Larry Page: Google’s Focus On Constant Iteration Will Shift Toward Big Bets Like Google Fiber And Glass

During today’s Google Q1 2013 earnings call, CEO Larry Page gave us a rundown on exactly what the company has been up to in this quarter, as well as some insight into how he’s currently running the company. Page took over from Eric Schmidt in early 2011, and since then has started bringing all of the company’s services together, under the umbrella of helping people get access to information quickly.

Page discussed Google’s current “big bets,” which are Chrome, YouTube and Android as the mature products that are important to continue innovating on. However, Page made it clear that as CEO of the company, it’s his job to focus on the future.

He said: “Companies tend to get comfortable doing what they’ve always done, with only a few minor tweaks. It’s only natural to work on the things you know. Minor changes make things obsolete.” It was very interesting to hear Page gloss over its search, advertising and business offerings. He didn’t even mention Google+. He wanted to get right to the point, which was to make it clear that Google is still a forward-thinking company, and the company is executing in that way.

Things that aren’t incremental changes, and future big bets are Google Fiber, which Page says came about after co-founder Sergey Brin wanted to show how high-speed Internet access could help change people’s lives.

Additionally, Page mentioned the fact that Google is now handing out the first pairs of Google Glass to developers, and said: “I get chills when I use technology of the future, and that happens with Glass.” Page reminded us that it’s “early days” for the product, saying that he finds the directions, messaging, directions and photo-taking as great core functionality. The developer aspect is something that he finds particularly exciting, given Google’s success with third-party apps on Android.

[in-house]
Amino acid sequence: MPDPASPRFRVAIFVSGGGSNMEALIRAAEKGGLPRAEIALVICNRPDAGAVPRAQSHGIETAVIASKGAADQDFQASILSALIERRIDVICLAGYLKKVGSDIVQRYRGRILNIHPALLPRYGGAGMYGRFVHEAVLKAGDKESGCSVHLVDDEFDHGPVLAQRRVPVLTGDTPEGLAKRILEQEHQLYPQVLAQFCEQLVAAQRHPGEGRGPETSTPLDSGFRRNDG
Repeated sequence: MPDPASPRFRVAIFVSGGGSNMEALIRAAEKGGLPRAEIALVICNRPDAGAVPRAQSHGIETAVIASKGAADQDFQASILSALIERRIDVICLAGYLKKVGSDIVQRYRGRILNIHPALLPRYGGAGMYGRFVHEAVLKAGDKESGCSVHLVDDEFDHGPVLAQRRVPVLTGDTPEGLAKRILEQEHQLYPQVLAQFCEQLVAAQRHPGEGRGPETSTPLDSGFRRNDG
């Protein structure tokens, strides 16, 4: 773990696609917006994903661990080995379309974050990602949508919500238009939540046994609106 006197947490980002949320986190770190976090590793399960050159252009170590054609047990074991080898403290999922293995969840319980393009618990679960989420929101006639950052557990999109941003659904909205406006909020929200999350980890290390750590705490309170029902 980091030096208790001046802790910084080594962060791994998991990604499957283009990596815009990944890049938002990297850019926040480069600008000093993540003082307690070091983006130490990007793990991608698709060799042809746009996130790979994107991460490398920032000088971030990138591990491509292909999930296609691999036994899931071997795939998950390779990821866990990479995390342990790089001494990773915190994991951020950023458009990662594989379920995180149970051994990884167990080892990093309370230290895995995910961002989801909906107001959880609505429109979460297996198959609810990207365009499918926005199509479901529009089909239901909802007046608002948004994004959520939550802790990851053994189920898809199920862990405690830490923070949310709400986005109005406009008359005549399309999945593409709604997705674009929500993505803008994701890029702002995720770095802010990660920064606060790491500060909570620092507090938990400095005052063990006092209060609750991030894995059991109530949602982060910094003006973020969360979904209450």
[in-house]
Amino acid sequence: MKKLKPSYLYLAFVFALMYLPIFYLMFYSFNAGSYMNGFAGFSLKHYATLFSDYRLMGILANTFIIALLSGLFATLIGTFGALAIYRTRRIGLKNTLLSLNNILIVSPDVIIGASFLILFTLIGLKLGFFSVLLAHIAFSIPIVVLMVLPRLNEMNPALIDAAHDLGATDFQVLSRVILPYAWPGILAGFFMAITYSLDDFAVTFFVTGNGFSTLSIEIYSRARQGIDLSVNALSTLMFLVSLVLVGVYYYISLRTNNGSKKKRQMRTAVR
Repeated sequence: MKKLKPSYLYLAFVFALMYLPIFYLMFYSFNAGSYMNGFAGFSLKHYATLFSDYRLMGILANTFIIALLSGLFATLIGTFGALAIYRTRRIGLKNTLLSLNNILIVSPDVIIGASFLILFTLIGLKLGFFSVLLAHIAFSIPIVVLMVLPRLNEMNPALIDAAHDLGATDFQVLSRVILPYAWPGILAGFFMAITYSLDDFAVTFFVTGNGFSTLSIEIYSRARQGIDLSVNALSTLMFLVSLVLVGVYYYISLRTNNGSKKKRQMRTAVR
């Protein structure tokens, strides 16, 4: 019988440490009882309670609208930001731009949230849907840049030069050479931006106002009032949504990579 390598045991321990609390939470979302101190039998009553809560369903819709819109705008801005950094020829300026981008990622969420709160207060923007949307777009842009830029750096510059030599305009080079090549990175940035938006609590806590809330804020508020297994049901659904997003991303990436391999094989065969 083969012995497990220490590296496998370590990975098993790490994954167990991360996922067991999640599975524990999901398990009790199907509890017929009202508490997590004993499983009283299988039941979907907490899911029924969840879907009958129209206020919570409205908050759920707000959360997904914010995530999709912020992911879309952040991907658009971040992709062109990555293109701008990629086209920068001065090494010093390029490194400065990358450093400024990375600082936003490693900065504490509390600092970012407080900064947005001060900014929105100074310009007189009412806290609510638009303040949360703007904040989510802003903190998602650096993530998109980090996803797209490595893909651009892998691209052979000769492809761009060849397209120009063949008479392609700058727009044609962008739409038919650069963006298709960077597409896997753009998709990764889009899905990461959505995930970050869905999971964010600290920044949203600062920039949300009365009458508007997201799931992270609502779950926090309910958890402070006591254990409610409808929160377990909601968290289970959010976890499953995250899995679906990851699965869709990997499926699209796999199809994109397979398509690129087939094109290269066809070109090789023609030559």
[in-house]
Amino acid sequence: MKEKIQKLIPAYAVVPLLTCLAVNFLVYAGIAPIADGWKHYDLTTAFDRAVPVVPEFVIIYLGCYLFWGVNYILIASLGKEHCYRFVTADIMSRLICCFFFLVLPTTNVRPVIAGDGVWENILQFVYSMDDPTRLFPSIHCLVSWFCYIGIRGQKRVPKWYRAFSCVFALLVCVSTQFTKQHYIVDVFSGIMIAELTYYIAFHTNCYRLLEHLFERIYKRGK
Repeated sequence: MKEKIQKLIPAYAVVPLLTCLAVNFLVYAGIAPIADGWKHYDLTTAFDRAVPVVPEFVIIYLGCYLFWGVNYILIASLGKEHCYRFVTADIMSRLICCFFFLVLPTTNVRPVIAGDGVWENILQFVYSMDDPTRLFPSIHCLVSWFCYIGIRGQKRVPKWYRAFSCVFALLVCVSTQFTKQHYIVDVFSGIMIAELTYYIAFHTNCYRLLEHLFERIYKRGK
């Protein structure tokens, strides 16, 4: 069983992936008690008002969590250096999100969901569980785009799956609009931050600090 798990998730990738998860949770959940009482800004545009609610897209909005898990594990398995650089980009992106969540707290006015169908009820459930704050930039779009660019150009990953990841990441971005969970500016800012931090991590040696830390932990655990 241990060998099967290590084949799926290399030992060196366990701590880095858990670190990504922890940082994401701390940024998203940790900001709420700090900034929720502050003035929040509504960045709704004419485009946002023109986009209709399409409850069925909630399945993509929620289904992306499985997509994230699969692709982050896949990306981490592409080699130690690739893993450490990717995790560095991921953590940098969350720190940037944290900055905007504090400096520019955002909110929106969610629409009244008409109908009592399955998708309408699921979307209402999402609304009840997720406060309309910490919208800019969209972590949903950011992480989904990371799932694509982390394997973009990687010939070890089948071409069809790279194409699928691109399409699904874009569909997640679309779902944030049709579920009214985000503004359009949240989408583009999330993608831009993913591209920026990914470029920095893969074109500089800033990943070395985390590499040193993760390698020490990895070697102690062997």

Going back to what Google has been pushing, which is speed, means that it’s completely overhauling all of its legacy services to catch up with these present and future big bets. If search doesn’t bring you queries quickly, what good is really super-fast fiber Internet access? The other side of the coin is, why add more functionality and better quality to YouTube videos if nobody has really fast enough Internet access to see them?

It seems like Google has set itself up to work on things that push each unit to better its product, chasing both the chicken and the egg. Take Glass, for example. Accessing search results isn’t the best, or fastest, use-case on the device, but seeing Google Now cards with information that is relevant to what you search for on the desktop is.

During Page’s tenure as CEO, it has been clear that the teams within Google are sharing a unified vision. Google wants to be seen as an innovative company, not just an always-there utility. Being both is difficult, but it has to continue to compete with companies like Apple, which is the first company someone would name if you said the word “innovation.”

Photo credit: Gizmodo